To Market, To Market

Serious self-published authors never stop promoting their books.

To Market, To Market

Last month I wrote a column about how self-published authors, such as yours truly, are frequently bashed by authors who have been “traditionally” published.

The implication was that all Amazonians, with very little intellectual effort, are clogging up the literary streambed with unreadable flotsam and jetsam, making it hard for “real” authors to earn a living.

(There is even a sub-genre of “How to Write” books giving advice on how to e-publish. I’m thinking about putting out my own How to Write Garbage, since that title has apparently not been used yet.)

Some of the criticism is, of course, right on the money. Many self-published authors do just dump badly edited, badly formatted, badly written garbage into the stream. “Traditional” authors, especially mid-list writers, are getting lost in the sewage.

But the problem is not solely the fault of the self-published crowd. The big guns (Patterson, Grisham, Cook, etc.) dominate the publishing world and squeeze most others out because agents are afraid to take a chance on an unknown. For every breakthrough that captures the reading public’s fancy — Paula Hawkins’ The Girl on the Train, Anthony Doerr’s All the Light We Cannot See, E.L. James’ Fifty Shades of Grey (gasp!) and the like — there are thousands of worthy novels that wind up in the slush pile and never see the light of day. And even if a few manage to be published, they are often lost amid the avalanche of books put out by the mega-authors.

And careers die aborning.

I know for a fact that James Patterson left his grocery list lying around one day and his secretary sent it off to a publisher by mistake. After minimal editing, it sold almost a million copies. You don’t believe that? I got it directly from a White House press briefing.

For those of us who take the self-publishing business seriously, the road is not easy. I have published 16 thrillers and mysteries over the past decade or so to middling success. (I probably couldn’t afford to pay for Patterson’s groceries.)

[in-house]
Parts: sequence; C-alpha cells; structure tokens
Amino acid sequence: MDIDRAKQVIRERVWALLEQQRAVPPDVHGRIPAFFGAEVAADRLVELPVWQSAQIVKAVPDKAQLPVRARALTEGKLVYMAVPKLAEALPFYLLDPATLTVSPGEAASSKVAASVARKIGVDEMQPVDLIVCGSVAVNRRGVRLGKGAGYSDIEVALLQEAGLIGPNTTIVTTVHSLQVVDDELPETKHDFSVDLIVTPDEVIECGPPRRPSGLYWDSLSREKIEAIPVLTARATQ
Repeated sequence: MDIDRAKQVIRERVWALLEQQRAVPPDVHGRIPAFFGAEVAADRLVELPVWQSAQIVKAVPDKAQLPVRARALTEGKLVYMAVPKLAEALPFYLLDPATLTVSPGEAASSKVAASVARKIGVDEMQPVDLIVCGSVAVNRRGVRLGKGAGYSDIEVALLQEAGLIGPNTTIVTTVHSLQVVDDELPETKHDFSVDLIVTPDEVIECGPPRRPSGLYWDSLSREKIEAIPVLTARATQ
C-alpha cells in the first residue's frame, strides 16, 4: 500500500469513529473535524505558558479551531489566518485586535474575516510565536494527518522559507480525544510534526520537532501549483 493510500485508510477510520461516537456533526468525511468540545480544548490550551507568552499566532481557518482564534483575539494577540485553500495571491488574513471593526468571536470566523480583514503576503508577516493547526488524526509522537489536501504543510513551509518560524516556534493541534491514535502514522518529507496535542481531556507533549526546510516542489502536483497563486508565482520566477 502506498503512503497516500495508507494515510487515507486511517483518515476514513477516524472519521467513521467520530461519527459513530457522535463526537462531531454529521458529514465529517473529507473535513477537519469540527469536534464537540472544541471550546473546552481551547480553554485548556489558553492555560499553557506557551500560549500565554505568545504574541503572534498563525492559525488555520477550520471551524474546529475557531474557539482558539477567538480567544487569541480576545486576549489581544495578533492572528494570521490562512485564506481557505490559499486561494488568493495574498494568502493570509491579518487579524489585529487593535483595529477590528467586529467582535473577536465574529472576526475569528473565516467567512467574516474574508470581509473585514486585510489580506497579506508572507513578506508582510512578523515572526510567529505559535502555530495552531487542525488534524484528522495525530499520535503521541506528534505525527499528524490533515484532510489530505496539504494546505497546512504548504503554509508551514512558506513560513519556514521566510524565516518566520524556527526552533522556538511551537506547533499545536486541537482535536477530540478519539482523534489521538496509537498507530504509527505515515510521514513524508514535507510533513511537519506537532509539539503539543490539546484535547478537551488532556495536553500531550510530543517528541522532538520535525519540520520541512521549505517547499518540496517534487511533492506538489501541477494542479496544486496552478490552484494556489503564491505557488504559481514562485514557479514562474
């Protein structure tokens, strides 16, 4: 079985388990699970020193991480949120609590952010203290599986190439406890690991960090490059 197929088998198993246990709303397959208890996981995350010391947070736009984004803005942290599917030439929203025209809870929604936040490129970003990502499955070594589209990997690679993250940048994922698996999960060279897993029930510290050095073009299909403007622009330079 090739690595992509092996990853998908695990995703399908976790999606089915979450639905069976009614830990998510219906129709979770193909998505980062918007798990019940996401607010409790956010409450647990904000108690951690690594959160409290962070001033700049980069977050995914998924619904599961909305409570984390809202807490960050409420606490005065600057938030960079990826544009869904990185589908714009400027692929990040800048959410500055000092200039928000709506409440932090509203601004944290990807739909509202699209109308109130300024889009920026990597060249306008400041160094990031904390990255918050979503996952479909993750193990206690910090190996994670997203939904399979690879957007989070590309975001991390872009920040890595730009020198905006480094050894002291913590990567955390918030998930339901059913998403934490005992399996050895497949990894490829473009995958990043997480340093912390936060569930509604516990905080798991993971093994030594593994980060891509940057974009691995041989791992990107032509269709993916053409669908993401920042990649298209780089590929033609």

I believe, honestly, that one or two of my books, at least, might have been traditionally published in the non-mega-author era. Since they had sequels, who knows? Perhaps I would have a “legacy” career. A TV or movie deal? Oprah? A knighthood? Forgive me, I’m fantasizing.

But why complain? I’m doing something I love. Some of my books have sold in the thousands. I can deduct expenses on my tax return (unlike some people we know, I still pay taxes). I have a bit of a fan base. I edit and re-edit. I have beta readers who proofread. I revise editions. I purchase good covers.

I also try to market my books. In the past, I’ve relied on email, Facebook, and Twitter postings, which are time-consuming. Now, I’ve started spending heavily on promotion with mass email marketers such as BookBub, Fussy Librarian, Book Gorilla, and the like.

For an upfront fee, one of my books, if accepted, can be featured in an email sent to people who have signed up for such notices. The emails are slick, containing cover photos, author profiles, and links to Amazon and other internet sellers. They are also targeted for specific genres, such as thrillers, crime fiction, mysteries, etc. 

BookBub is by far the most expensive, but in certain categories, its mailings go out to millions of potential readers looking for books in a specific genre. You can price your book, which usually must be discounted from its regular price, from “free” on up, with the best results being in the $0.99 to $2.99 range. The higher you set your price, the higher the fee.

My experience to date is this: If you offer the book for free, you will be out your fee — which could run up to $1,000 — but you will reach thousands of readers who may buy your other books (which is why this works best with a series). If you charge a price for a book, you will probably at least recoup your fee, and may make some money on it and your other books.

The rub is that BookBub, in particular, only accepts about 20 percent of the books it gets, and limits authors to one book a month or so. Their list is clogged by, you guessed it, big-name authors like Patterson.

So far, I’ve had one of my books selected out of a dozen tries. But I’ll keep plugging away.

That’s what we serious Amazonians do.

Lawrence De Maria, once a Pulitzer-nominated New York Times reporter, has written 16 thrillers and mysteries on His most recent thriller, THAWED, is available at ST. AUSTIN’S PRESS (BOOKS BY DE MARIA). He would settle for a peerage.  

Like what we do? Click here to support the nonprofit Independent!
comments powered by Disqus